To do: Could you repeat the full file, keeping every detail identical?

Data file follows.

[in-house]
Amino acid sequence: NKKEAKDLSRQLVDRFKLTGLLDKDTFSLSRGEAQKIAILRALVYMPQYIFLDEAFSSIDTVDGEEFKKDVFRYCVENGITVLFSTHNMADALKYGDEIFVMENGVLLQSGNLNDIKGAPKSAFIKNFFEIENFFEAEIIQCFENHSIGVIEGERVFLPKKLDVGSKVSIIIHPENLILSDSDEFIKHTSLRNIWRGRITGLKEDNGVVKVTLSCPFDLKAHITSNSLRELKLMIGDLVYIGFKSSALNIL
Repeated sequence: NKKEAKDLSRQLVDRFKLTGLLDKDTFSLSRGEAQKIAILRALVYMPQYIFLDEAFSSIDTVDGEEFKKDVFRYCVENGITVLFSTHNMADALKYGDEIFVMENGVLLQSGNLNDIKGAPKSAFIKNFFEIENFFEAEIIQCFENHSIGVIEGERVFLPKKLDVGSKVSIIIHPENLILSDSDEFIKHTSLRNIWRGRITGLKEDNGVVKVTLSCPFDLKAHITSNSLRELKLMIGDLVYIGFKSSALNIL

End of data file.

[in-house]
Amino acid sequence: NKKEAKDLSRQLVDRFKLTGLLDKDTFSLSRGEAQKIAILRALVYMPQYIFLDEAFSSIDTVDGEEFKKDVFRYCVENGITVLFSTHNMADALKYGDEIFVMENGVLLQSGNLNDIKGAPKSAFIKNFFEIENFFEAEIIQCFENHSIGVIEGERVFLPKKLDVGSKVSIIIHPENLILSDSDEFIKHTSLRNIWRGRITGLKEDNGVVKVTLSCPFDLKAHITSNSLRELKLMIGDLVYIGFKSSALNIL
Repeated sequence: NKKEAKDLSRQLVDRFKLTGLLDKDTFSLSRGEAQKIAILRALVYMPQYIFLDEAFSSIDTVDGEEFKKDVFRYCVENGITVLFSTHNMADALKYGDEIFVMENGVLLQSGNLNDIKGAPKSAFIKNFFEIENFFEAEIIQCFENHSIGVIEGERVFLPKKLDVGSKVSIIIHPENLILSDSDEFIKHTSLRNIWRGRITGLKEDNGVVKVTLSCPFDLKAHITSNSLRELKLMIGDLVYIGFKSSALNIL